Friday, June 29, 2012

“Explain yourself!”

Orders my overly critical friend.
Since my post a couple of days ago, he’s been labeling himself as the Devil’s Advocate’s Devil’s Advocate or DADA for short;
He is not liking my flippant dismissal of the article that (to quote it again):
has put to rest the question of whether BIM pays off for small-scale facility upgrades”.

So, I suspend for the moment my self-imposed limit of 225 words-per-blog-post and embark on a detailed explanation, why I wrote what I had, deeply offending my BIM enthusiast friend and many others I presume, along the way.

“Apples for apples”
While there is limited amount of project data provided within the article, it is hard to see, how these would (both the noted and omitted ones) possibly assemble in an environment where the first project becomes a ‘control group’ for the second.
A ‘control group’ is generally used as the benchmark against which to detect and measure changes that may occur in the experimented on groupdue to the effect of changing a single variable (use of BIM in this case).
I just don’t see close enough resemblance between the two, without a lot of mathematical gymnastics applied to the conditions.

“The first step of the plan was to demonstrate the value of BIM with an apples-to-apples project analysis, comparing a just-finished renovation using CAD with a second one using BIM.”

Note the ‘just-finished’ label describing case 1 (traditional) – when in fact the text below says it was completed between November 2008 and May 2009. The BIM one on the other hand was delivered between January and July 2011. Even if we ignore the inaccurate use of “just-finished” of the first statement, the time lap between the two cannot be. Two years are a long time in construction where many factors can dramatically change, especially when these two years straddle one of the wobbliest stages in recent AEC history.

“Both projects are adjacent to the same occupied space. It was key for us to be able to get that comparison with the complexities of the space being the same for both projects,” says Michael DiFranco, manager of facility planning and development for Bronson.

I’m not a healthcare design specialist so I can’t confirm or otherwise with authority if the two spaces indeed could be considered to be the ‘same’, however when I look at the supplied floor-plans I’m left with a nagging feeling that this statement is stretching the facts a bit too far.
The first one has significantly larger and fewer rooms than the second, they are of different sizes and adjacent to different spaces. They serve different functions and can possibly be involving very different sets of equipment suppliers and installers.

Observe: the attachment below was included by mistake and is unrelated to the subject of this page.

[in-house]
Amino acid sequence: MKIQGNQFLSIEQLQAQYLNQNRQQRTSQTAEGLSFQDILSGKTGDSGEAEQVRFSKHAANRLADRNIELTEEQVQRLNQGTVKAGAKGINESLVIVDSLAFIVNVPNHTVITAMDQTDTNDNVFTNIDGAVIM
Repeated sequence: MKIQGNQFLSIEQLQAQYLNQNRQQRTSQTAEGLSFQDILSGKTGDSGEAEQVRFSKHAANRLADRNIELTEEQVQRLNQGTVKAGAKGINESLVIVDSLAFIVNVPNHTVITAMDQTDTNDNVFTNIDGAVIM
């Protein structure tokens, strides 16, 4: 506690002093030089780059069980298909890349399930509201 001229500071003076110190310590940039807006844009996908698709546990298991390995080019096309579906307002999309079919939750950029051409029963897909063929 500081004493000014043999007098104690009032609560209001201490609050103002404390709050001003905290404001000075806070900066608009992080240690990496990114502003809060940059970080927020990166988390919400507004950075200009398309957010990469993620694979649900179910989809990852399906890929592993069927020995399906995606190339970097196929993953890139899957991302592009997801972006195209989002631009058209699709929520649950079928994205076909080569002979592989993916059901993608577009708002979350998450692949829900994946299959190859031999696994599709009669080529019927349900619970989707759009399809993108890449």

Then come the ‘hard facts’, figures tabled and trends highlighted. Manipulative use of colours (red/green) arrows highlighting rises and drops.
Despite this scientific looking document, we do not get to know how for example, budgets were arrived at in either of the cases, a change in the QS personnel  (quite possible in the 2 year time frame covered) on its own can make the two projects comparisons impossible and the data unreliable.
The drop of change orders could be contributed to myriad reasons too, more /less competent people on either side could impact on the numbers, so could client initiated changes, amended scope, delays in some supplies, supplementation of long-lead items etc.
Being a GMP contract, the general contractors (if there were 2 different ones) could have chosen to absorb certain cost with the view of keeping a potentially lucrative client. Even the same contractor could have treated the two projects significantly differently due to change in market conditions, labor costs etc.

“The biggest benefit of using BIM is coordinating construction virtually instead of in the field. This has long been the advantage of BIM on large projects,” says Karl Kowalske, principal at Diekema Hamann, the architect and engineer of record for the Bronson projects.

While this may be true for the quoted company, if it is, it is not something I’d be proud of.
What they are confirming here is that sufficient pre-construction coordination has been universally lacking on non BIM projects, delivered via CAD on their previously delivered projects.
The stated $ 40,000 fee for ‘BIM’ is also something one should be curious about, what were the ‘additional’ services that BIM was bringing for the client for ‘extra money spent’? In theory, there could have been  ‘traditional’ consultants out there in the market place able and prepared to provide exceptional results for the same scope without asking to be paid for the BIM part too.
Had the client representatives had the chance to opt in/out of BIM with full knowledge of what they were getting?

“BIM creates many benefits, but using this tool is not free, especially when the owner specifies a data-rich model designed for ongoing facility management use. Kowalske says paying the architect/engineer to develop the BIM documents typically results in savings for the owner.”

The above statement is probably the most damaging for BIM, while still true in parts.
First, BIM is not a tool, though it uses BIM-enabled tools. Data rich FM ready models can be produced from well-maintained design/construction models at a reasonable or no extra cost, especially if this process is compared to preparing traditional as-builts, usually included in the base contract cost.
BIM, especially labeled as a ‘tool’ does not on its own save money for clients, competent people using good tools and processes do.
Also manipulator PMs, questionable contracts, out of synch market conditions and a little bit of luck can contribute to tip the scales and deliver a windfall in savings for the client.
These are rarely listed publically.

My friend (DADA) is unhappy with me regularly barking up the wrong (BIM-promoters’) tree and tells me off when I discredit their findings.
I’m sorry to disappoint him, but someone is ought to do this.

Had the pilot-BIM-ers quoted here, predicted performance for the examined project based on numerous typical projects done through ‘traditional processes’ before and compared that to the actually achieved results from employing BIM would have had more use, I think.
Even more credibility would have been earned had they genuinely assessed the difficulties in staying on top of things using the traditional processes.